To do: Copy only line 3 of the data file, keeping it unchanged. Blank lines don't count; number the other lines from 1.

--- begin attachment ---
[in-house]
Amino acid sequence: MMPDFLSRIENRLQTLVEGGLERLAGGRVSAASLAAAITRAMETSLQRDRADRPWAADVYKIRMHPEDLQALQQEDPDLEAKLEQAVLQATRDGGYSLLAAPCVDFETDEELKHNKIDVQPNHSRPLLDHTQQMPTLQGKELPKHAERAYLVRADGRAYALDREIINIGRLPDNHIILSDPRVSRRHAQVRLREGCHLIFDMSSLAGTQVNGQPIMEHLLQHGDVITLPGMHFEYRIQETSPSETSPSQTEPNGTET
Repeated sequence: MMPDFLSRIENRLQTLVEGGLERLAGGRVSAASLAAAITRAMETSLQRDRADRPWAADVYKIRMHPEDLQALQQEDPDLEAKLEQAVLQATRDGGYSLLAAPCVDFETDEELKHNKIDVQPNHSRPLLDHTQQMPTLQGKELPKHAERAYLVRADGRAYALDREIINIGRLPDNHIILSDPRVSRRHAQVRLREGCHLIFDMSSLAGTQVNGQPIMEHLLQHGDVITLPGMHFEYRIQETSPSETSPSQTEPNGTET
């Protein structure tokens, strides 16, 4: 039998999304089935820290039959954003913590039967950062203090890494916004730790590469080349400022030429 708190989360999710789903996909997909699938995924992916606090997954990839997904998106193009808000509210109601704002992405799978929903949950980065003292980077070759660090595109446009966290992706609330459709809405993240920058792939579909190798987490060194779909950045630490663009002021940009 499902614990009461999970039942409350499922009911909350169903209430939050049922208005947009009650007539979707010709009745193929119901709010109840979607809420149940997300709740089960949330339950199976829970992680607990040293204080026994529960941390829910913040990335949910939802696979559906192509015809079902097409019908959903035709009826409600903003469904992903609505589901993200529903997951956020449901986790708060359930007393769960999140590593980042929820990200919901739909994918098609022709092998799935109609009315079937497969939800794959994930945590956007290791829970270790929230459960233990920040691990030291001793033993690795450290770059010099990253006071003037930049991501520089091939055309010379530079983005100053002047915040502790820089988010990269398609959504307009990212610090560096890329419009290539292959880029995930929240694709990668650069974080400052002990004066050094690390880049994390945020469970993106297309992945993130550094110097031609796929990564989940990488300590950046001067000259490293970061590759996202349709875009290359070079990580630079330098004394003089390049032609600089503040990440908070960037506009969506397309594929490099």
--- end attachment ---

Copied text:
Repeated sequence: MMPDFLSRIENRLQTLVEGGLERLAGGRVSAASLAAAITRAMETSLQRDRADRPWAADVYKIRMHPEDLQALQQEDPDLEAKLEQAVLQATRDGGYSLLAAPCVDFETDEELKHNKIDVQPNHSRPLLDHTQQMPTLQGKELPKHAERAYLVRADGRAYALDREIINIGRLPDNHIILSDPRVSRRHAQVRLREGCHLIFDMSSLAGTQVNGQPIMEHLLQHGDVITLPGMHFEYRIQETSPSETSPSQTEPNGTET